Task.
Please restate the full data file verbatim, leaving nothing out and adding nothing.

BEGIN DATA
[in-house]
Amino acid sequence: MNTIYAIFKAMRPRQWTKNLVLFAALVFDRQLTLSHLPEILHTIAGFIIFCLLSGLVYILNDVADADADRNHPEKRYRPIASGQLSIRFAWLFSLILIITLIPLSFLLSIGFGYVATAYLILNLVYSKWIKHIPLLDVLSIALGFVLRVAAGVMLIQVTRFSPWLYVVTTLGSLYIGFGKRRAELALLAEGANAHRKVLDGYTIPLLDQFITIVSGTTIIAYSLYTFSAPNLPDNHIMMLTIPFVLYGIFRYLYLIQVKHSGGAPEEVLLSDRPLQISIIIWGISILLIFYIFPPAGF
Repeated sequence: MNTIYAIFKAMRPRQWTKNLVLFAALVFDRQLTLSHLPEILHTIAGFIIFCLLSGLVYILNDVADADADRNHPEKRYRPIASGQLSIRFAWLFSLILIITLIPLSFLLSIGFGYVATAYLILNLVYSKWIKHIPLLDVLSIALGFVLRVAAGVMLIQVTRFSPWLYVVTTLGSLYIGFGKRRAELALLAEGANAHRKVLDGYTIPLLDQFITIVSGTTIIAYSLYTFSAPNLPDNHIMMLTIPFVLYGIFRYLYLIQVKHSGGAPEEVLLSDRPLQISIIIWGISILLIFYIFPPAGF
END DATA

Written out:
[in-house]
Amino acid sequence: MNTIYAIFKAMRPRQWTKNLVLFAALVFDRQLTLSHLPEILHTIAGFIIFCLLSGLVYILNDVADADADRNHPEKRYRPIASGQLSIRFAWLFSLILIITLIPLSFLLSIGFGYVATAYLILNLVYSKWIKHIPLLDVLSIALGFVLRVAAGVMLIQVTRFSPWLYVVTTLGSLYIGFGKRRAELALLAEGANAHRKVLDGYTIPLLDQFITIVSGTTIIAYSLYTFSAPNLPDNHIMMLTIPFVLYGIFRYLYLIQVKHSGGAPEEVLLSDRPLQISIIIWGISILLIFYIFPPAGF
Repeated sequence: MNTIYAIFKAMRPRQWTKNLVLFAALVFDRQLTLSHLPEILHTIAGFIIFCLLSGLVYILNDVADADADRNHPEKRYRPIASGQLSIRFAWLFSLILIITLIPLSFLLSIGFGYVATAYLILNLVYSKWIKHIPLLDVLSIALGFVLRVAAGVMLIQVTRFSPWLYVVTTLGSLYIGFGKRRAELALLAEGANAHRKVLDGYTIPLLDQFITIVSGTTIIAYSLYTFSAPNLPDNHIMMLTIPFVLYGIFRYLYLIQVKHSGGAPEEVLLSDRPLQISIIIWGISILLIFYIFPPAGF